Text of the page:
FAYETTEVILLE -- The last of five people involved in the torture and beating death of a Fayetteville woman in 2015 pleaded guilty to tampering with physical evidence Wednesday in Washington County Circuit Court.
Victoria Annabeth Davis, known as Tori, was killed at her home on Hill Street on Aug. 19, 2015. Police said Davis, 24, was held captive for hours and beaten by a group of people. She died of blunt-force trauma but was also raped with a baseball bat and hooked up to a battery charger before she died, according to testimony.
A negotiated agreement between a criminal defendant and a prosecutor in which the defendant agrees to plead guilty or no contest to a crime, along with possible conditions, in return for a reduction of the severity of the charges, dismissal of some of the charges or some other benefit to the defendant.
Rebecca Lee Lloyd, 39, was initially charged with accomplice to capital murder, punishable by life in prison without the possibility of parole or the death penalty. The charge was amended as part of a plea deal Wednesday.
Prosecutors said police first believed Lloyd was involved in Davis' murder, but later evidence, defendant statements and testimony in previous trials indicated Lloyd was at the home with her children while Davis was beaten and killed but she didn't actively participate. Lloyd helped others dispose of evidence from the murder.
"They all indicated that she was not involved, so really we didn't have anything," said Matt Durrett, prosecutor. "Her participation was pretty much nonexistent."
Lloyd was sentenced to six years probation and assessed court costs and fees Wednesday. She was given credit for 1,217 days jail time served since her arrest. The charge can be scrubbed from her criminal record at the end of her probation, under a first-offender expungement law, Act 346.
Defense attorneys said Lloyd plans to move to Missouri and live with family.
"I think it's a fair resolution. There's never been any doubt from the beginning of this case that, if there was culpability at all, that Rebecca was the least culpable," Tony Pirani, a defense attorney, said after the sentencing. "She has some pretty significant mental issues as well and a pretty compelling and unfortunate back story of abuse and tragedy and just a very rough life."
Pirani said Lloyd was obviously with the wrong people and was in the wrong place at the wrong time.
Mark Edward Chumley was convicted as the ringleader in the killing. He coerced and threatened the others to participate, based on evidence and testimony from co-defendants. Chumley, 49, was found guilty of accomplice to capital murder by a jury in late October and sentenced to life without the possibility of parole. The death penalty was in play in Chumley's case.
Durrett placed the blame for Davis' murder squarely on Chumley at his trial. "These are not sophisticated people. These are not bright people. These people are easily manipulated. Mark Chumley was the one running the show. This defendant, he was controlling everything. He was responsible," Durrett said.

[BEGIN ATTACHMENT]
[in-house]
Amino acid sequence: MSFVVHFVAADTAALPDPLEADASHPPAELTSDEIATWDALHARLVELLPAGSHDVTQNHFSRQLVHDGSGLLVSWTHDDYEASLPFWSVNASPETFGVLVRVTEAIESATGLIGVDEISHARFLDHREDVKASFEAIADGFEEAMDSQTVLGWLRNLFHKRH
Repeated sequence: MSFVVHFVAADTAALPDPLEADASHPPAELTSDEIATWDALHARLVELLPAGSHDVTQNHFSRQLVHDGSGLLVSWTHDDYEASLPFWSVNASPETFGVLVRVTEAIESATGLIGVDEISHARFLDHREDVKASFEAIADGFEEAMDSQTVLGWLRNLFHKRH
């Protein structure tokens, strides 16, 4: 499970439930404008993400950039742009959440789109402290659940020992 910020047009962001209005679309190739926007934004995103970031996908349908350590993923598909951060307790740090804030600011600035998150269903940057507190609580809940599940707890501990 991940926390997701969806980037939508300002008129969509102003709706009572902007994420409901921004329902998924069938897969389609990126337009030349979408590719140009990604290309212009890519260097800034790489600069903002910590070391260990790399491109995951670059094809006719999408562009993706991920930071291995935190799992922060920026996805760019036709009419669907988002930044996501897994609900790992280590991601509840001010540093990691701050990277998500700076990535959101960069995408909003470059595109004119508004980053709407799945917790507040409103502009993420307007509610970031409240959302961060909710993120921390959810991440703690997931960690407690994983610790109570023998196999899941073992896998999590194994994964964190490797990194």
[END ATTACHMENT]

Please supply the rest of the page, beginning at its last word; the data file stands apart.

"She really kind of fell under the spell of this Mark Chumley character," Pirani said of Lloyd. "He was controlling her, and she felt trapped, and we've always argued and asserted to the prosecutor that, in a lot of ways, Rebecca is herself a victim. We don't believe there's any evidence whatsoever she participated in the actual homicide or, in fact, that she was fully aware of what exactly was going on out there."
John Christopher Davis, 30, who was Tori Davis' husband, pleaded guilty earlier this year to being an accomplice to first-degree murder and was sentenced to 37 years in prison in exchange for his testimony against Chumley.
Desire Amber Treat, 32, pleaded guilty in early December to accomplice to first-degree murder and was sentenced to 33 years at the Arkansas Department of Correction. She was given credit for 1,198 days of jail time served.
Christopher Lee Treat, 32, pleaded guilty in early December to accomplice to first-degree murder and was sentenced to 33 years at the Arkansas Department of Correction. He was given credit for 1,205 days of jail time served. Chris Treat is Desire Treat's husband.
It will be about 23 years before the Treats are eligible for parole.
The case took more than three years to resolve, and Durrett said it feels good to have the case behind him.
"Homicide cases always take longer because they're more complex and you're dealing with a lot of different factors outside your control, like the crime lab and mental evaluations. That's what a lot of this was," Durrett said. "This one took a while because the evidence on it was that Mark Chumley was the ringleader and that's the one that we were going to try first, so a lot of these kept getting pushed off because they were going to cooperate against him."
NW News on 12/20/2018